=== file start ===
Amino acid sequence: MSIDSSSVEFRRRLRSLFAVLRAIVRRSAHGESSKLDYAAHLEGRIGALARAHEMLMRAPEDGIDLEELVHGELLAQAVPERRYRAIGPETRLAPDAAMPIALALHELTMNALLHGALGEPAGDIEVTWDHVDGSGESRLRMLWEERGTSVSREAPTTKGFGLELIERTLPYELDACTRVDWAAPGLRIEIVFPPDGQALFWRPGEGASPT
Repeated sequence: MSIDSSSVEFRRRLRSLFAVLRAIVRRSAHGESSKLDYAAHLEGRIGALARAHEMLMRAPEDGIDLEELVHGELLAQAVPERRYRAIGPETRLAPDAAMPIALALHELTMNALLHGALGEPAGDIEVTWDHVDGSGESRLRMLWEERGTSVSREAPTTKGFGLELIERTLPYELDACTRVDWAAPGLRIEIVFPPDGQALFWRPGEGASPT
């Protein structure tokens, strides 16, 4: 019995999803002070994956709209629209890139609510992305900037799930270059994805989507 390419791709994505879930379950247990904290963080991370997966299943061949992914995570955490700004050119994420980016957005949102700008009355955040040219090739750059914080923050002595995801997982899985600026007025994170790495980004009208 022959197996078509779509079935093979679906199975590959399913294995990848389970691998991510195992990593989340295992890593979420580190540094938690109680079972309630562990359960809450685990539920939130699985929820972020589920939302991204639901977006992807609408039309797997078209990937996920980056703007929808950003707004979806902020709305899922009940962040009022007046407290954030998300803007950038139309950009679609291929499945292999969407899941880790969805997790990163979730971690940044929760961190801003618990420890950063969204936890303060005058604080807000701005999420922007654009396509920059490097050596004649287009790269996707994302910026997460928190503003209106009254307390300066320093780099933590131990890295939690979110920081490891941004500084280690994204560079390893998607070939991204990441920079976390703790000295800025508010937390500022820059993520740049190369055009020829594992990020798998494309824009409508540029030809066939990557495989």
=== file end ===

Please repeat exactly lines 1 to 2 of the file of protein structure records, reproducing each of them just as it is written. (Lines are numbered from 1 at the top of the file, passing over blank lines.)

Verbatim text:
Amino acid sequence: MSIDSSSVEFRRRLRSLFAVLRAIVRRSAHGESSKLDYAAHLEGRIGALARAHEMLMRAPEDGIDLEELVHGELLAQAVPERRYRAIGPETRLAPDAAMPIALALHELTMNALLHGALGEPAGDIEVTWDHVDGSGESRLRMLWEERGTSVSREAPTTKGFGLELIERTLPYELDACTRVDWAAPGLRIEIVFPPDGQALFWRPGEGASPT
Repeated sequence: MSIDSSSVEFRRRLRSLFAVLRAIVRRSAHGESSKLDYAAHLEGRIGALARAHEMLMRAPEDGIDLEELVHGELLAQAVPERRYRAIGPETRLAPDAAMPIALALHELTMNALLHGALGEPAGDIEVTWDHVDGSGESRLRMLWEERGTSVSREAPTTKGFGLELIERTLPYELDACTRVDWAAPGLRIEIVFPPDGQALFWRPGEGASPT